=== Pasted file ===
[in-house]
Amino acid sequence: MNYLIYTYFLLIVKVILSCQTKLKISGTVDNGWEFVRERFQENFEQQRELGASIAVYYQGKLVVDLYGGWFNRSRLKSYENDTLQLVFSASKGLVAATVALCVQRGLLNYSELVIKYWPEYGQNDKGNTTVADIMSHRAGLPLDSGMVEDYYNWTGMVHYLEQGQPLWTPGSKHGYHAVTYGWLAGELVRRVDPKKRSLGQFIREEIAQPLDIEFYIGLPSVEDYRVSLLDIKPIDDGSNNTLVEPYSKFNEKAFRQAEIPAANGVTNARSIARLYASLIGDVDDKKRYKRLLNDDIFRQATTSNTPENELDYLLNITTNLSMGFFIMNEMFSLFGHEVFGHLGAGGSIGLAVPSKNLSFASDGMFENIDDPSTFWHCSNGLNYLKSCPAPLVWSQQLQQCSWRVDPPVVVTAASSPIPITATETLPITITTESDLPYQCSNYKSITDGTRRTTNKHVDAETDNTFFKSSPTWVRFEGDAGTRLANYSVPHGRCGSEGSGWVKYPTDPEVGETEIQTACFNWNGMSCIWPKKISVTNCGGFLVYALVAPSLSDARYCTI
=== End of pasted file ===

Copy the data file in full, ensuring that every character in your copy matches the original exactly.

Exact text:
[in-house]
Amino acid sequence: MNYLIYTYFLLIVKVILSCQTKLKISGTVDNGWEFVRERFQENFEQQRELGASIAVYYQGKLVVDLYGGWFNRSRLKSYENDTLQLVFSASKGLVAATVALCVQRGLLNYSELVIKYWPEYGQNDKGNTTVADIMSHRAGLPLDSGMVEDYYNWTGMVHYLEQGQPLWTPGSKHGYHAVTYGWLAGELVRRVDPKKRSLGQFIREEIAQPLDIEFYIGLPSVEDYRVSLLDIKPIDDGSNNTLVEPYSKFNEKAFRQAEIPAANGVTNARSIARLYASLIGDVDDKKRYKRLLNDDIFRQATTSNTPENELDYLLNITTNLSMGFFIMNEMFSLFGHEVFGHLGAGGSIGLAVPSKNLSFASDGMFENIDDPSTFWHCSNGLNYLKSCPAPLVWSQQLQQCSWRVDPPVVVTAASSPIPITATETLPITITTESDLPYQCSNYKSITDGTRRTTNKHVDAETDNTFFKSSPTWVRFEGDAGTRLANYSVPHGRCGSEGSGWVKYPTDPEVGETEIQTACFNWNGMSCIWPKKISVTNCGGFLVYALVAPSLSDARYCTI